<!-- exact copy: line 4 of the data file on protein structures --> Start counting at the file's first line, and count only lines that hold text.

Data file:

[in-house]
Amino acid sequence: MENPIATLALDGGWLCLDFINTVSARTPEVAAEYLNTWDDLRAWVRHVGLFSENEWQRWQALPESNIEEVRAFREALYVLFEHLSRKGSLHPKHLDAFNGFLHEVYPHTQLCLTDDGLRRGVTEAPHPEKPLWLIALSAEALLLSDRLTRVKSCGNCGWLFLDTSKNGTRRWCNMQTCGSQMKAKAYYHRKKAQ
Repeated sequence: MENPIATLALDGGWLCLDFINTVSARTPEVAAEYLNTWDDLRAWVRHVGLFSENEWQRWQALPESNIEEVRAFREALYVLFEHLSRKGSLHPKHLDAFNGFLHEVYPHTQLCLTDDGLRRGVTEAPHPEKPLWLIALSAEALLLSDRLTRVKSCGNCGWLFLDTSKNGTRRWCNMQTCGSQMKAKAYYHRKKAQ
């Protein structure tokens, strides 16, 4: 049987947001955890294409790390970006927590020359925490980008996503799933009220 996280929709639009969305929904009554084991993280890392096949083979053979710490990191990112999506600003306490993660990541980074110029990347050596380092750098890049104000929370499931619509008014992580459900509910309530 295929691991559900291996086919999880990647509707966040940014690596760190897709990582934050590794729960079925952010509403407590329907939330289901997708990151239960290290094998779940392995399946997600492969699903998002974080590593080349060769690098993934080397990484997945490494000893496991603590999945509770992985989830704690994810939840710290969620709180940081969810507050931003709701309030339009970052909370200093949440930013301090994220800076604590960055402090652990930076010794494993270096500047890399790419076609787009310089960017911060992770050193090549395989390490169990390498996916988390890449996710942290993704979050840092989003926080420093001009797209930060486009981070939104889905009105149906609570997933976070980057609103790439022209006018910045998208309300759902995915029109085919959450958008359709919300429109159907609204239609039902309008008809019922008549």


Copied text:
């Protein structure tokens, strides 16, 4: 049987947001955890294409790390970006927590020359925490980008996503799933009220 996280929709639009969305929904009554084991993280890392096949083979053979710490990191990112999506600003306490993660990541980074110029990347050596380092750098890049104000929370499931619509008014992580459900509910309530 295929691991559900291996086919999880990647509707966040940014690596760190897709990582934050590794729960079925952010509403407590329907939330289901997708990151239960290290094998779940392995399946997600492969699903998002974080590593080349060769690098993934080397990484997945490494000893496991603590999945509770992985989830704690994810939840710290969620709180940081969810507050931003709701309030339009970052909370200093949440930013301090994220800076604590960055402090652990930076010794494993270096500047890399790419076609787009310089960017911060992770050193090549395989390490169990390498996916988390890449996710942290993704979050840092989003926080420093001009797209930060486009981070939104889905009105149906609570997933976070980057609103790439022209006018910045998208309300759902995915029109085919959450958008359709919300429109159907609204239609039902309008008809019922008549």